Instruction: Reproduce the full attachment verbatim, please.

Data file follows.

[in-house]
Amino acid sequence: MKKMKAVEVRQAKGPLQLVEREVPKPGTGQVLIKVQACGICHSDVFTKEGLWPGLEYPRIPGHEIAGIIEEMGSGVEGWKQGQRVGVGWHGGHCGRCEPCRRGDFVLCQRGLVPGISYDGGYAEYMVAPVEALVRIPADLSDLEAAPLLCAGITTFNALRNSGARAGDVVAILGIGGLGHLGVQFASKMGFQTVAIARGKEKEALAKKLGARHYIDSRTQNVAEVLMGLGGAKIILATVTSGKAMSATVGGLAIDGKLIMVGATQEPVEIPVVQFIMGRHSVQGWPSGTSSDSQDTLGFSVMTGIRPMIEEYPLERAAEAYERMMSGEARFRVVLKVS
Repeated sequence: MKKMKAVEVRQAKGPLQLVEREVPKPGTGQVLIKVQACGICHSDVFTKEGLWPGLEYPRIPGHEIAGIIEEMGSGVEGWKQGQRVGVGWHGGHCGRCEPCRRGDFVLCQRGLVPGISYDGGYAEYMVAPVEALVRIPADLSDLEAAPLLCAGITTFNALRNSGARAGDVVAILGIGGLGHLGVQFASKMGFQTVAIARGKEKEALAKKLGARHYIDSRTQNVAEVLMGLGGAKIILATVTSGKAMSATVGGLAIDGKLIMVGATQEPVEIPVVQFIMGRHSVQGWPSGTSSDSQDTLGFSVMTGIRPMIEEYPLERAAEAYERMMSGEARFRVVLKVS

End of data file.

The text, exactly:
[in-house]
Amino acid sequence: MKKMKAVEVRQAKGPLQLVEREVPKPGTGQVLIKVQACGICHSDVFTKEGLWPGLEYPRIPGHEIAGIIEEMGSGVEGWKQGQRVGVGWHGGHCGRCEPCRRGDFVLCQRGLVPGISYDGGYAEYMVAPVEALVRIPADLSDLEAAPLLCAGITTFNALRNSGARAGDVVAILGIGGLGHLGVQFASKMGFQTVAIARGKEKEALAKKLGARHYIDSRTQNVAEVLMGLGGAKIILATVTSGKAMSATVGGLAIDGKLIMVGATQEPVEIPVVQFIMGRHSVQGWPSGTSSDSQDTLGFSVMTGIRPMIEEYPLERAAEAYERMMSGEARFRVVLKVS
Repeated sequence: MKKMKAVEVRQAKGPLQLVEREVPKPGTGQVLIKVQACGICHSDVFTKEGLWPGLEYPRIPGHEIAGIIEEMGSGVEGWKQGQRVGVGWHGGHCGRCEPCRRGDFVLCQRGLVPGISYDGGYAEYMVAPVEALVRIPADLSDLEAAPLLCAGITTFNALRNSGARAGDVVAILGIGGLGHLGVQFASKMGFQTVAIARGKEKEALAKKLGARHYIDSRTQNVAEVLMGLGGAKIILATVTSGKAMSATVGGLAIDGKLIMVGATQEPVEIPVVQFIMGRHSVQGWPSGTSSDSQDTLGFSVMTGIRPMIEEYPLERAAEAYERMMSGEARFRVVLKVS